Jahangir Mohammed, director of Ayaan Institute, says the root cause of the riots currently taking place in France is the state’s failed assimilation policy and brutal policing towards its Muslim citizens.
Riots have been taking place in France for the last few days after the cold-blooded killing of a 17-year-old Algerian boy, Nahel M, by the police. The pictures of social unrest across France now seem more like a rebellion against the French State and its security apparatus. Some have even called it a civil war.
The root cause of the riots is the failed state policy and policing of French racial and religious minority groups, notably those of Maghreb ethnicity. Ever since colonial rule, French race relations policies have been predicated on cultural, racial, and identity suppression and supremacy. Everyone must become a version of the French and European, and that must be imposed by force by the state and its security apparatus. There is only one identity for racial and religious minorities in France and that is French, and one religion which is secularism.
Speaking out against the French state and societal racism or anti-Islam, and anti-Muslim, prejudice is considered a sign of radicalism and extremism. At the last presidential election in 2022, Marine Le Pen (an anti-migrant, anti-Muslim far-right populist) won 41% of the vote coming second to President Macron. That election, like many others before it, had a focus on migrants and Muslims. So, French society has become more extreme and intolerant in its attitude to those of migrant origin.
At the state level, the French government has been trying to enforce a French state version of Islam on Muslims, closing institutions, and policing dress codes, cultural habits, expressions of Islam, and even political expression (for example in support of the Palestinian cause). Criticism and campaigning by French and Muslim activists against racial and cultural oppression are treated as a sign of left-wing extremism to be rooted out.
France is fast becoming an intolerant and fascist, albeit democratic state. The estimates of Muslims, especially youth, in prison are absurdly high (between 27-50%), whilst Muslims make up only 8% of the French population (the French prison does not record prisoners by religious identity so estimates are based on those who take meals in Ramadan).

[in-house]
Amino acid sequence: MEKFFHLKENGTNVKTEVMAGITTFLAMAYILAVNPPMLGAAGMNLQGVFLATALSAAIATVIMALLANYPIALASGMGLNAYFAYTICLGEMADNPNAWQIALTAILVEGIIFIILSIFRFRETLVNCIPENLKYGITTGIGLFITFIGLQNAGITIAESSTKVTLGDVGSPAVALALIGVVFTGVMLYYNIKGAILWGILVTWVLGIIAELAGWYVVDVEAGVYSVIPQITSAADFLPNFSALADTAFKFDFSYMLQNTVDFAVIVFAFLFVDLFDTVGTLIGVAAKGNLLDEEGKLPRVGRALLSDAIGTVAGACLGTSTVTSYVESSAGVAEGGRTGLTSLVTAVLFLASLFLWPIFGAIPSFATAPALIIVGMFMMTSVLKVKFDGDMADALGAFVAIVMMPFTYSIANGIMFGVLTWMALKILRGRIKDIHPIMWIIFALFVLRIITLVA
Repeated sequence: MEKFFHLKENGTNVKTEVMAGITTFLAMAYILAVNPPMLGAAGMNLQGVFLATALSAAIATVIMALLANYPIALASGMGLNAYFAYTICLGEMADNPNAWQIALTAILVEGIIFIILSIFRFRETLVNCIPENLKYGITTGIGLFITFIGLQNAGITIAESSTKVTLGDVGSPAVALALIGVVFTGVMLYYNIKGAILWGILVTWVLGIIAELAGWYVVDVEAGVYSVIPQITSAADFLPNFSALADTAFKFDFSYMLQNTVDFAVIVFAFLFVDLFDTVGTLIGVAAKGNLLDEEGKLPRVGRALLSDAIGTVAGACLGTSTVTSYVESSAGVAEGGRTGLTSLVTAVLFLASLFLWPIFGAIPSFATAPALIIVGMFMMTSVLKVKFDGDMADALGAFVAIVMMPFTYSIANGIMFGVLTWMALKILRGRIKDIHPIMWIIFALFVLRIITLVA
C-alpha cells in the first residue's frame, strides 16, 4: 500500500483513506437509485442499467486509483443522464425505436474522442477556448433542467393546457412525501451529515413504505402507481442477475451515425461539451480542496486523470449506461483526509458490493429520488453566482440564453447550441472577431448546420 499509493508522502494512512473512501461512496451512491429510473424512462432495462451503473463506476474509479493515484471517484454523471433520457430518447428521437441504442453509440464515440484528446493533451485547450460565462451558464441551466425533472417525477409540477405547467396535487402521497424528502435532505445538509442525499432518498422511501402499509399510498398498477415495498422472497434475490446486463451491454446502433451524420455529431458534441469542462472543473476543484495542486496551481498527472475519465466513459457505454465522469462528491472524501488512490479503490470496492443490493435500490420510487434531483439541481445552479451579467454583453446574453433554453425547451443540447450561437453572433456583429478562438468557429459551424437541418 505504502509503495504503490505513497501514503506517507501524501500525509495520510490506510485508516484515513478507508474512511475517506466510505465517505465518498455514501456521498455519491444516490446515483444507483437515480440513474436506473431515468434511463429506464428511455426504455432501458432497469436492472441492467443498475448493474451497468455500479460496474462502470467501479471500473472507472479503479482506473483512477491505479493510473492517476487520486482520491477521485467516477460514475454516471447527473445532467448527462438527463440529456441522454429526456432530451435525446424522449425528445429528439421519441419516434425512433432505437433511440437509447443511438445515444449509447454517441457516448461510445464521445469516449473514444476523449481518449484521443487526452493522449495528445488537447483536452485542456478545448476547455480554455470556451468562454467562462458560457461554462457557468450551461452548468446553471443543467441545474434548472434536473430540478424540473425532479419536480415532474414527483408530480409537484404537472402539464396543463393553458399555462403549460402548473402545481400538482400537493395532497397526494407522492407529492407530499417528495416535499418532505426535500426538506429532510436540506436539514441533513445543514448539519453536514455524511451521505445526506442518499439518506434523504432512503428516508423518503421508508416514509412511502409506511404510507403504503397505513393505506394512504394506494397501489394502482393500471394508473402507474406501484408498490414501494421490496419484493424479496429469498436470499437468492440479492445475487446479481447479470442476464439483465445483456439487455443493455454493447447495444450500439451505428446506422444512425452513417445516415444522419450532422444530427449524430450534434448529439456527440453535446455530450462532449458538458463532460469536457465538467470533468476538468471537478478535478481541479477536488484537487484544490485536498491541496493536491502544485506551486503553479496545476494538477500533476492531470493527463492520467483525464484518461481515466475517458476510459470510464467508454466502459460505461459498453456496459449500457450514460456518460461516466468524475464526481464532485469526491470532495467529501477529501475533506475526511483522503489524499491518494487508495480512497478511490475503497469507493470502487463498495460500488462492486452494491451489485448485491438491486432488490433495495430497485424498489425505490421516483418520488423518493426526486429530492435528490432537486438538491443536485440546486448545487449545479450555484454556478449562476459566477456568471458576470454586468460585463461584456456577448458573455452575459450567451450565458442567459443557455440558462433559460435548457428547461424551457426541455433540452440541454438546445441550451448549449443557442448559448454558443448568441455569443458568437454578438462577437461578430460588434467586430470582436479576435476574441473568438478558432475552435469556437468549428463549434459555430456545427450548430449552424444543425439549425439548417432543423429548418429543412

The unemployment rate of Muslims in France was estimated to be 14% by Deutsche Welles a German Newspaper in 2020. However, the figures could be much higher for the prison population and other deprivation indicators.
The underlying issue is that the French approach to ethnicity and social equality makes ethnic and religious minorities invisible. The French constitution’s approach to equality means that it is legally prohibited from collecting data on the racial, ethnic, or religious background of citizens. That means the economic conditions of its ethnic groups never become an underlying issue of social progress or unrest and breed resentment among both minorities and the majority, who see the former as a social and criminal problem who never “integrate.”
The French state and police institutionalise racism and injustice among minorities. Ethnic groups and Muslims suffer discrimination and live in segregated ghettoes, and their youth suffer persistent harassment and brutality. The race riots that are now taking place are a consequence of the French state’s long-standing policies and constant vilification of Muslims and descendants of migrants by the politicians media and far-right. Blaming social media and nefarious forces won’t solve these deep-seated underlying issues. A changed approach is needed.
In Britain, we have been through this phase in community relations. In the 1980s Britain witnessed race riots (some called them a rebellion against the state and police) in major cities with black populations. Places like Toxteth and Brixton were in flames.
The disorder led to a government public inquiry into the causes. The Lord Scarman report identified the underlying social and policing causes of the riots. Scarman was criticised by some for “justification” of the disorder and many recommendations were never implemented.
It was not until 1999 with the tragic death of Stephen Lawrence and the Macpherson Report that institutional racism among the police was identified as an issue.
It is interesting that Western states support protests in foreign countries by people, even justifying the violence that often follows as a rebellion against oppressive state policies and calls for government change, most recently exemplified by protests in Iran. Yet when it comes to their own countries, protests and violent disorder are seldom seen in the context of oppressive state policies and policing.
It is unlikely that France will go down the British road of trying to get to the bottom of social deprivation and understanding racism and move towards a multi-cultural accommodation (even in Britain attempts are being made to move toward a monocultural hegemony). Hence, we are likely to see more state persecution of racial minorities and mass social disorder on a large scale in the future.
This article first appeared on Ayaan Institute’s website.